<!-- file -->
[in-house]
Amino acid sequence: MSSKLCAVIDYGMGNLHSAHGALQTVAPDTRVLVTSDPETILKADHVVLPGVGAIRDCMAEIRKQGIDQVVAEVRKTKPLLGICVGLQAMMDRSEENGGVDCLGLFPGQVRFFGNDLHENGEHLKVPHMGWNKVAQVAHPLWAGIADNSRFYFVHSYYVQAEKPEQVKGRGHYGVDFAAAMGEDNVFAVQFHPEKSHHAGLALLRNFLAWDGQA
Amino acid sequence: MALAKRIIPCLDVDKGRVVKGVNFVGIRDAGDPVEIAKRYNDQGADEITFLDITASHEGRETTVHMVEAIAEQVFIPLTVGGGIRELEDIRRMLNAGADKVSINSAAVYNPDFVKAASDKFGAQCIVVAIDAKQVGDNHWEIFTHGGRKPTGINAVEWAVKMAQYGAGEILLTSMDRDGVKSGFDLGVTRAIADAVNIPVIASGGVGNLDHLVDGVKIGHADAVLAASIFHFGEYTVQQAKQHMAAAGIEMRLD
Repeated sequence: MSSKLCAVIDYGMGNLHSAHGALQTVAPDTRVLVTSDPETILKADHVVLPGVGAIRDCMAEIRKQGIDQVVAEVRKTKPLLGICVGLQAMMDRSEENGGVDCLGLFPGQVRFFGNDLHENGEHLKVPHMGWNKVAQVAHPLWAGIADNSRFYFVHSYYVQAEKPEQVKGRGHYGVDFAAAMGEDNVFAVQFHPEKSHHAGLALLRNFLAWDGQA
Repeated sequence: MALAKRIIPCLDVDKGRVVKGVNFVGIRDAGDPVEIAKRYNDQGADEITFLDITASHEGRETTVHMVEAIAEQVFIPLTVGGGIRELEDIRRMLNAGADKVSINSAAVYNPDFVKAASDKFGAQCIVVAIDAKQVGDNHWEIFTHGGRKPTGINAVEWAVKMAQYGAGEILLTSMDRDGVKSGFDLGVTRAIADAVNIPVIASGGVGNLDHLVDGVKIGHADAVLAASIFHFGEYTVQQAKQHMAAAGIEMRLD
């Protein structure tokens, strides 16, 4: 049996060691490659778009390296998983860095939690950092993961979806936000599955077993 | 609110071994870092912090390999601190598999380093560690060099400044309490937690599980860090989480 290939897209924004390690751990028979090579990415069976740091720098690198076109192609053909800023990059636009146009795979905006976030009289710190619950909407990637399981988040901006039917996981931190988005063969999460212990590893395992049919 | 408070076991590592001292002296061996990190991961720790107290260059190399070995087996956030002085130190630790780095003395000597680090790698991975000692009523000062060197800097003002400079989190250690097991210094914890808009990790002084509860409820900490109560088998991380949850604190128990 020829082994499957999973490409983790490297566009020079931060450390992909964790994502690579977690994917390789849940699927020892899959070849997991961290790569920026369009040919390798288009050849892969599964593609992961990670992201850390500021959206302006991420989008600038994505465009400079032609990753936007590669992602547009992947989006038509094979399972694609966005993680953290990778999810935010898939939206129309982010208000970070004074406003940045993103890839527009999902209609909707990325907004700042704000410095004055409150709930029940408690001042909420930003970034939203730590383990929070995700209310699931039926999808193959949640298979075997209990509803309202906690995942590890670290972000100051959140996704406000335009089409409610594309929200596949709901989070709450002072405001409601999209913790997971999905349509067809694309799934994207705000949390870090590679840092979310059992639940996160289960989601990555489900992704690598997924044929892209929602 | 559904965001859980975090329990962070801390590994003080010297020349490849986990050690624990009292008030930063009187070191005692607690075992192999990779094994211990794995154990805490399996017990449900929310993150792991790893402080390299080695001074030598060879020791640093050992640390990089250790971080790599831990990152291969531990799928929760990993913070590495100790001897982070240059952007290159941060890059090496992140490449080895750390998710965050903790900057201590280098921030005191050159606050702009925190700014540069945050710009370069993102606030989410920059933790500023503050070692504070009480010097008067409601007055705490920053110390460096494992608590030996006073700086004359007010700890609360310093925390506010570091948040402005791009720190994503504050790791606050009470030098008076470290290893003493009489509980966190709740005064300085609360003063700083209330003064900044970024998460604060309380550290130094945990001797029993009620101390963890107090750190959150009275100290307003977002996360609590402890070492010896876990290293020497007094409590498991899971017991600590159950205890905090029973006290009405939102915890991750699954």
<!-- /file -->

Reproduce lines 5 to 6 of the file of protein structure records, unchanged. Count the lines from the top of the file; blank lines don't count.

Repeated sequence: MALAKRIIPCLDVDKGRVVKGVNFVGIRDAGDPVEIAKRYNDQGADEITFLDITASHEGRETTVHMVEAIAEQVFIPLTVGGGIRELEDIRRMLNAGADKVSINSAAVYNPDFVKAASDKFGAQCIVVAIDAKQVGDNHWEIFTHGGRKPTGINAVEWAVKMAQYGAGEILLTSMDRDGVKSGFDLGVTRAIADAVNIPVIASGGVGNLDHLVDGVKIGHADAVLAASIFHFGEYTVQQAKQHMAAAGIEMRLD
């Protein structure tokens, strides 16, 4: 049996060691490659778009390296998983860095939690950092993961979806936000599955077993 | 609110071994870092912090390999601190598999380093560690060099400044309490937690599980860090989480 290939897209924004390690751990028979090579990415069976740091720098690198076109192609053909800023990059636009146009795979905006976030009289710190619950909407990637399981988040901006039917996981931190988005063969999460212990590893395992049919 | 408070076991590592001292002296061996990190991961720790107290260059190399070995087996956030002085130190630790780095003395000597680090790698991975000692009523000062060197800097003002400079989190250690097991210094914890808009990790002084509860409820900490109560088998991380949850604190128990 020829082994499957999973490409983790490297566009020079931060450390992909964790994502690579977690994917390789849940699927020892899959070849997991961290790569920026369009040919390798288009050849892969599964593609992961990670992201850390500021959206302006991420989008600038994505465009400079032609990753936007590669992602547009992947989006038509094979399972694609966005993680953290990778999810935010898939939206129309982010208000970070004074406003940045993103890839527009999902209609909707990325907004700042704000410095004055409150709930029940408690001042909420930003970034939203730590383990929070995700209310699931039926999808193959949640298979075997209990509803309202906690995942590890670290972000100051959140996704406000335009089409409610594309929200596949709901989070709450002072405001409601999209913790997971999905349509067809694309799934994207705000949390870090590679840092979310059992639940996160289960989601990555489900992704690598997924044929892209929602 | 559904965001859980975090329990962070801390590994003080010297020349490849986990050690624990009292008030930063009187070191005692607690075992192999990779094994211990794995154990805490399996017990449900929310993150792991790893402080390299080695001074030598060879020791640093050992640390990089250790971080790599831990990152291969531990799928929760990993913070590495100790001897982070240059952007290159941060890059090496992140490449080895750390998710965050903790900057201590280098921030005191050159606050702009925190700014540069945050710009370069993102606030989410920059933790500023503050070692504070009480010097008067409601007055705490920053110390460096494992608590030996006073700086004359007010700890609360310093925390506010570091948040402005791009720190994503504050790791606050009470030098008076470290290893003493009489509980966190709740005064300085609360003063700083209330003064900044970024998460604060309380550290130094945990001797029993009620101390963890107090750190959150009275100290307003977002996360609590402890070492010896876990290293020497007094409590498991899971017991600590159950205890905090029973006290009405939102915890991750699954």